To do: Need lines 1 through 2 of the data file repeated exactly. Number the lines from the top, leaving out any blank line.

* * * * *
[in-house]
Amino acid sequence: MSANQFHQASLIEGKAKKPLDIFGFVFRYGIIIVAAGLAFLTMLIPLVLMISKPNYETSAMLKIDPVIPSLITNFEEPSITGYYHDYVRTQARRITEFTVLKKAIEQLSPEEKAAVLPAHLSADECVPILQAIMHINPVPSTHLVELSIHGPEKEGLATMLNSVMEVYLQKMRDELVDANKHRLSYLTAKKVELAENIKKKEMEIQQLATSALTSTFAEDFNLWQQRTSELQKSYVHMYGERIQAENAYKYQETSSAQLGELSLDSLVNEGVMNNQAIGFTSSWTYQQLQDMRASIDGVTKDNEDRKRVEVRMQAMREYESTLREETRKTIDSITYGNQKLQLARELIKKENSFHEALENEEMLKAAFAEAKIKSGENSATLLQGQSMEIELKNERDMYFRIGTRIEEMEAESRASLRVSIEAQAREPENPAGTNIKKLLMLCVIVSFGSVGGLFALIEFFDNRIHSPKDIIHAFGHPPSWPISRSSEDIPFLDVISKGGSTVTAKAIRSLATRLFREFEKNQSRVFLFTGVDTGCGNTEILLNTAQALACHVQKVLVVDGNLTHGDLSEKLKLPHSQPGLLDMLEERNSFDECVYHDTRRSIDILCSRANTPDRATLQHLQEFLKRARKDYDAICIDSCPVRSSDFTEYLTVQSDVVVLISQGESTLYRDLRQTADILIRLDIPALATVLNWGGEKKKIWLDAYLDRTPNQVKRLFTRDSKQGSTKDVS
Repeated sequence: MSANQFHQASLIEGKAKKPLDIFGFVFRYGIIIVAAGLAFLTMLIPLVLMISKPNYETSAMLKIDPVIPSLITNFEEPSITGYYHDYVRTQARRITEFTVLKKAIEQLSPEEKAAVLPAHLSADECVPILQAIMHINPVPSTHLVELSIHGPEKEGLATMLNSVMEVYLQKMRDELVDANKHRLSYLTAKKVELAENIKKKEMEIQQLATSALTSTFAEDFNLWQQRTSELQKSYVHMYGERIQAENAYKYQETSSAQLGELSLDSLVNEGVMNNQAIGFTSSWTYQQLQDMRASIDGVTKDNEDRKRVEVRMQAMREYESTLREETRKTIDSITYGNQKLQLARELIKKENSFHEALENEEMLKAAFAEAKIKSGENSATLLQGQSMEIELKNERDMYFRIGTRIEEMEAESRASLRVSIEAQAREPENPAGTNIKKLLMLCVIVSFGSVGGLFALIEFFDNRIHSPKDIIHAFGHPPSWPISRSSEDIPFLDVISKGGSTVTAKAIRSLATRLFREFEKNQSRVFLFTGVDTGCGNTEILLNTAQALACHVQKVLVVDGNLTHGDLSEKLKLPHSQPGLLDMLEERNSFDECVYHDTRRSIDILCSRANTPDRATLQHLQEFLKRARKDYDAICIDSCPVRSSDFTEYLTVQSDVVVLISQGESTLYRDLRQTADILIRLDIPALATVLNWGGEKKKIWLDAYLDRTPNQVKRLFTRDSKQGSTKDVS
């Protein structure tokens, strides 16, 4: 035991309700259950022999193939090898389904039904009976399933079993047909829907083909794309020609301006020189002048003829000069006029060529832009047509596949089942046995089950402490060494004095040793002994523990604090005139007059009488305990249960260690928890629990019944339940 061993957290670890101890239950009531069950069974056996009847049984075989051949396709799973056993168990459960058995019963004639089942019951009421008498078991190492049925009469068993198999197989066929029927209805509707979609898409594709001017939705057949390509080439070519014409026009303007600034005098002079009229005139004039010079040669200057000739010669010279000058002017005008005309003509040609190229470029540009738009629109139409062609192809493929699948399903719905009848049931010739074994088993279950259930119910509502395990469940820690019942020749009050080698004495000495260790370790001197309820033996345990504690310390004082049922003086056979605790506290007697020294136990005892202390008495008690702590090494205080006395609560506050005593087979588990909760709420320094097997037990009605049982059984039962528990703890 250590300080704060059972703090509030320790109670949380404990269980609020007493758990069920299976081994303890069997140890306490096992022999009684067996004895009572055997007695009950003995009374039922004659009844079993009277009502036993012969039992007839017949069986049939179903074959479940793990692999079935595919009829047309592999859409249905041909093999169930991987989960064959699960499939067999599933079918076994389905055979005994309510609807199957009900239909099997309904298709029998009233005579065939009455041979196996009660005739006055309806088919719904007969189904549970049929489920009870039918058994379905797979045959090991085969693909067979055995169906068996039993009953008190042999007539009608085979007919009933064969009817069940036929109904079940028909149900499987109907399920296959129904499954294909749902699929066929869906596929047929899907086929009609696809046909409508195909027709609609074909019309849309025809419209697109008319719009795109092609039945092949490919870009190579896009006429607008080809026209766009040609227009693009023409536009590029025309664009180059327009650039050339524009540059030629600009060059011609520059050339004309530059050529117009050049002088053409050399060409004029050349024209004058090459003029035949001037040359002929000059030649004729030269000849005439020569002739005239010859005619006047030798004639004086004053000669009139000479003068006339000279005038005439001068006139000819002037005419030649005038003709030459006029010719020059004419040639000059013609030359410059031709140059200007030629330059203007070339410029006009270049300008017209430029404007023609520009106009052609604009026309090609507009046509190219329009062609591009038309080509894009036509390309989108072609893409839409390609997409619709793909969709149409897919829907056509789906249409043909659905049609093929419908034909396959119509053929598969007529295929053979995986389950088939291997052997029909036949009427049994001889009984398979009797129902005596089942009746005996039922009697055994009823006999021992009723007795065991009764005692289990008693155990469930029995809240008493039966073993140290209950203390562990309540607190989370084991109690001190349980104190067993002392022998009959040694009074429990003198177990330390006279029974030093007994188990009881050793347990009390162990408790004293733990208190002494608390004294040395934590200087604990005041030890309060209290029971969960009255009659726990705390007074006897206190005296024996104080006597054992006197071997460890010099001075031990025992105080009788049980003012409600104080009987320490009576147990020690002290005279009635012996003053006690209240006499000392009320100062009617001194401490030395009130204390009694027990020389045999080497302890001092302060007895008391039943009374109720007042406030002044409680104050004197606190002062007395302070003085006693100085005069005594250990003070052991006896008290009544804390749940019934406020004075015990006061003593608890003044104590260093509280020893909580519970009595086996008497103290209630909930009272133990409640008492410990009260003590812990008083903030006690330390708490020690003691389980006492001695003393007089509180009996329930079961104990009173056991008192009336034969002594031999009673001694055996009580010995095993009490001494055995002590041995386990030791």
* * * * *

[in-house]
Amino acid sequence: MSANQFHQASLIEGKAKKPLDIFGFVFRYGIIIVAAGLAFLTMLIPLVLMISKPNYETSAMLKIDPVIPSLITNFEEPSITGYYHDYVRTQARRITEFTVLKKAIEQLSPEEKAAVLPAHLSADECVPILQAIMHINPVPSTHLVELSIHGPEKEGLATMLNSVMEVYLQKMRDELVDANKHRLSYLTAKKVELAENIKKKEMEIQQLATSALTSTFAEDFNLWQQRTSELQKSYVHMYGERIQAENAYKYQETSSAQLGELSLDSLVNEGVMNNQAIGFTSSWTYQQLQDMRASIDGVTKDNEDRKRVEVRMQAMREYESTLREETRKTIDSITYGNQKLQLARELIKKENSFHEALENEEMLKAAFAEAKIKSGENSATLLQGQSMEIELKNERDMYFRIGTRIEEMEAESRASLRVSIEAQAREPENPAGTNIKKLLMLCVIVSFGSVGGLFALIEFFDNRIHSPKDIIHAFGHPPSWPISRSSEDIPFLDVISKGGSTVTAKAIRSLATRLFREFEKNQSRVFLFTGVDTGCGNTEILLNTAQALACHVQKVLVVDGNLTHGDLSEKLKLPHSQPGLLDMLEERNSFDECVYHDTRRSIDILCSRANTPDRATLQHLQEFLKRARKDYDAICIDSCPVRSSDFTEYLTVQSDVVVLISQGESTLYRDLRQTADILIRLDIPALATVLNWGGEKKKIWLDAYLDRTPNQVKRLFTRDSKQGSTKDVS